What coatings mean for your valves

Posted by Nena Dallas on November 24, 2017
What coatings mean for your valves

So that they can weather the dust storm

A sandstorm’s a-brewin’ and this time, it’s inside your valve.

Will it chafe in the face on oncoming sand blasts? How much will it pain your production?

A good chafe usually calls for a good baby powderin’, but for valves, applying a simple weather-resistant coat should do just fine.

We recommend protecting them with a coat of hard chrome, Teflon, or tungsten to keep them safe from the effects of dust storms, melted sugar and out of control rocks. Here’s why:

What are coatings and why should I care?

Coatings are a layer that is added to a cast iron valve to protect it from abrasive, corrosive or sticky material.

Abrasive material can cause an increase in the rotor to housing clearance, leading to an increase in air escaping from the airlock, and reduced efficiency. Meanwhile, sticky material can build up and reduce your flow rates.  In both cases, you will be facing increased downtime, increased maintenance and lower lifecycles on your valve, meaning you will need to replace it sooner.

Coatings can prolong the life of your valve, by protecting it from wear, as well as allowing sticky material to slide off the surface. 

What coatings work with my material?

Sticky materials: Materials like sugar are the first and lightest level of abrasion resistance. They require a hard chrome for the valve’s housing and endplates, and Teflon coating for the rotor. Depending on how sticky the material is, another option for the rotor is a complete 304 stainless steel rotor to sit in the coated housing and endplates. For sticky material this allows material to slide off easier, instead of building up and reducing your flow rate.

Moderately abrasive & corrosive materials: The next level up, materials like cement require a heavy plate chrome. This is the same as a hard chrome, but thicker. This can only be applied to the housing and endplates, which is where a stainless steel rotor would also come into play. Rotors can be easily replaced when they wear, instead of replacing your entire valve.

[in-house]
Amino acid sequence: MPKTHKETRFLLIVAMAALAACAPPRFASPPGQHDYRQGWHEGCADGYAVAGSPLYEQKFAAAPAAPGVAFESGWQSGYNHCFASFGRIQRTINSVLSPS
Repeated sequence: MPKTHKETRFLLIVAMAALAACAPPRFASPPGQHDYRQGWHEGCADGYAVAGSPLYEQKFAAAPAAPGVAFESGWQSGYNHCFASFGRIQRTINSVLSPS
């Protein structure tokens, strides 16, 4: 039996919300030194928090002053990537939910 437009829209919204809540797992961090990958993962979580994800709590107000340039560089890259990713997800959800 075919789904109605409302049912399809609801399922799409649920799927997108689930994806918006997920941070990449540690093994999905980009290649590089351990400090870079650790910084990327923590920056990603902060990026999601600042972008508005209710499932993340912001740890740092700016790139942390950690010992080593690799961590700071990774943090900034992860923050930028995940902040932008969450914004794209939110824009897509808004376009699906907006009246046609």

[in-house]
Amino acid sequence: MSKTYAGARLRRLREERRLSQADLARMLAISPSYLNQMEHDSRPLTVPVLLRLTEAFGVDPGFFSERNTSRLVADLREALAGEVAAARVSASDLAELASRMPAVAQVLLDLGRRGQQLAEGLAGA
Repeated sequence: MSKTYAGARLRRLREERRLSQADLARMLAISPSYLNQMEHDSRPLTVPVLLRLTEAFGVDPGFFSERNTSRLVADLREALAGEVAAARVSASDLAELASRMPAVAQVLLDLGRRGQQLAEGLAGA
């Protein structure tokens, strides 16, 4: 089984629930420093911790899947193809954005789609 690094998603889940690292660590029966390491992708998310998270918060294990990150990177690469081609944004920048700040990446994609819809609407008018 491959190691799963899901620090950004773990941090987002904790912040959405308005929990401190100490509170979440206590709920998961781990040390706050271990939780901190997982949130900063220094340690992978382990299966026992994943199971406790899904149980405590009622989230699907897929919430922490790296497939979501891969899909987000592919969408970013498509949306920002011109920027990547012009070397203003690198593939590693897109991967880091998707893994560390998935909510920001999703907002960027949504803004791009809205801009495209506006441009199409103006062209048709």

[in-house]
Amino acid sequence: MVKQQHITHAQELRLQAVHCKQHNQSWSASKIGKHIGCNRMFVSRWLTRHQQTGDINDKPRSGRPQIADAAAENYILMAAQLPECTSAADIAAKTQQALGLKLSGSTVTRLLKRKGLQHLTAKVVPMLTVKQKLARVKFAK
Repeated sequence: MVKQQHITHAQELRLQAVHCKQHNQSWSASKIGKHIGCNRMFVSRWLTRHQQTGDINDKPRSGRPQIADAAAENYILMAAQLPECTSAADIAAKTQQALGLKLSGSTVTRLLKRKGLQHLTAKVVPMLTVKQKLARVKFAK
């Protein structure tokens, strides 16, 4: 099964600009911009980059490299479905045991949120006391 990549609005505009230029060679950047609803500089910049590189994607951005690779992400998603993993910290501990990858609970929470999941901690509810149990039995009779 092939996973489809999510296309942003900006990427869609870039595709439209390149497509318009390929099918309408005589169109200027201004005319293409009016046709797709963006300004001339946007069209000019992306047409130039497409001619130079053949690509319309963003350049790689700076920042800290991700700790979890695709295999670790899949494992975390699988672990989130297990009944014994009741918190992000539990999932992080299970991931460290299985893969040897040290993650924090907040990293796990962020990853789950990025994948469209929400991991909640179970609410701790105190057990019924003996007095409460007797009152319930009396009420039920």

Highly abrasive materials: Tungsten coating is used for the highest level of abrasion resistance for products like silica sand. The tungsten can coat the rotor, housing and endplates in combination.

Do I always need to coat my valve?

With sticky materials like sugar, there will be more build up the heavier or moister the material is. With powdered sugar the material is more likely to slide off the coating instead of sticking to it, but with granulated sugar, it might be a better idea to invest in an entire stainless steel valve, instead of a coating on a cast iron valve. With stickier materials, if they it get even slightly wet, they will start to harden and cause material build up that will lead to reduced flow rate and reduced efficiencies on your line.

What other factors should be considered?

Take a look at your flow rates, seal types as well as system types to determine how much more abrasion will be happening inside the valve, or how much material will be building up. If the valve is being placed on a pneumatic conveying line that has a higher pressure, you're more likely to see more wear. When the air comes through the valve, it can aerate the material and make it more abrasive.  

To go along with coatings, we sometimes recommend slowing your valve down.  Material moving too quickly will result in unnecessary wear.

It’s also a good idea to look at your rotor accessories. Air purge seals, for example, keep material away from your housing endplates. Rotor pocket purges are great at keeping sticky materials moving and preventing building up.